Why Benin’s Lawmakers Killed a Plan to Give Presidents Only One Term

Why Benin’s Lawmakers Killed a Plan to Give Presidents Only One Term
Benin President Patrice Talon addresses the 71st session of the United Nations General Assembly, New York, Sept. 22, 2016 (AP photo by Richard Drew).

When he was sworn in as Benin’s president a year ago today, Patrice Talon, a business mogul known as the “king of cotton,” vowed to serve only one term and said he would try to enshrine that limit into law. On a continent where multiple presidents, from Burundi to Burkina Faso and beyond, have attempted with varying success to circumvent constitutionally imposed term limits in recent years, Talon’s promise—and his warnings about the complacency of long-serving leaders—set him apart as someone with potentially stronger democratic credentials.

This week, however, Talon’s ability to make good on that promise was dealt a severe, potentially fatal blow by Benin’s lawmakers. On Tuesday, they narrowly rejected a series of proposed constitutional revisions that included restricting a president’s time in power from two five-year terms to one six-year term. The revisions, which Talon submitted to the National Assembly on March 15, also addressed public financing for political parties and a restructuring of the Constitutional Court and High Court of Justice. In all, 60 lawmakers endorsed a proposal to examine the revisions on the merits, while 22 voted against and one abstained. Talon needed the support of three-quarters of the assembly—or 63 lawmakers—for the proposal to move forward and eventually be put to a referendum.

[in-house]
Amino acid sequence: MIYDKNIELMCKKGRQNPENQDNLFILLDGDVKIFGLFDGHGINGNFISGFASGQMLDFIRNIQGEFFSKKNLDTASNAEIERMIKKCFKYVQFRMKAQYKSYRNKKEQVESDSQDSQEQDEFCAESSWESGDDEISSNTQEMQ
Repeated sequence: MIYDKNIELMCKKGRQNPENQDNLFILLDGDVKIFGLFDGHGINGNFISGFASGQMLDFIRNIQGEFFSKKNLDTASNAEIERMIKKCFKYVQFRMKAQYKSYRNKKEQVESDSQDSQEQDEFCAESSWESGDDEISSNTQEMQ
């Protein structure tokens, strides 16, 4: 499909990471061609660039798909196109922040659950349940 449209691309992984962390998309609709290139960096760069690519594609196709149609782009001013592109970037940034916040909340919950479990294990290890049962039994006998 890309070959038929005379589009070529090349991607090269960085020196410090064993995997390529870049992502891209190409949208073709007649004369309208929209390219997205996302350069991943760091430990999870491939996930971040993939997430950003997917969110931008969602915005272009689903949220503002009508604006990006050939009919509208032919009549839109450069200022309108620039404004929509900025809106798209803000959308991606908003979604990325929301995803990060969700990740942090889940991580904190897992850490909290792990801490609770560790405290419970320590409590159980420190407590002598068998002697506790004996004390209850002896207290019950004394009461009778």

It is not clear what Talon’s next step will be. After the vote, his justice minister, Joseph Djogbenou, expressed confidence that the constitutional changes would eventually happen, albeit not according to the government’s desired timeline. At least in the short term, analysts suspect the government will turn its attention to other priorities.

Keep reading for free!

Get instant access to the rest of this article by submitting your email address below. You'll also get access to three articles of your choice each month and our free newsletter:

Or, Subscribe now to get full access.

Already a subscriber? Log in here .

What you’ll get with an All-Access subscription to World Politics Review:

A WPR subscription is like no other resource — it’s like having a personal curator and expert analyst of global affairs news. Subscribe now, and you’ll get:

  • Immediate and instant access to the full searchable library of tens of thousands of articles.
  • Daily articles with original analysis, written by leading topic experts, delivered to you every weekday.
  • Regular in-depth articles with deep dives into important issues and countries.
  • The Daily Review email, with our take on the day’s most important news, the latest WPR analysis, what’s on our radar, and more.
  • The Weekly Review email, with quick summaries of the week’s most important coverage, and what’s to come.
  • Completely ad-free reading.

And all of this is available to you when you subscribe today.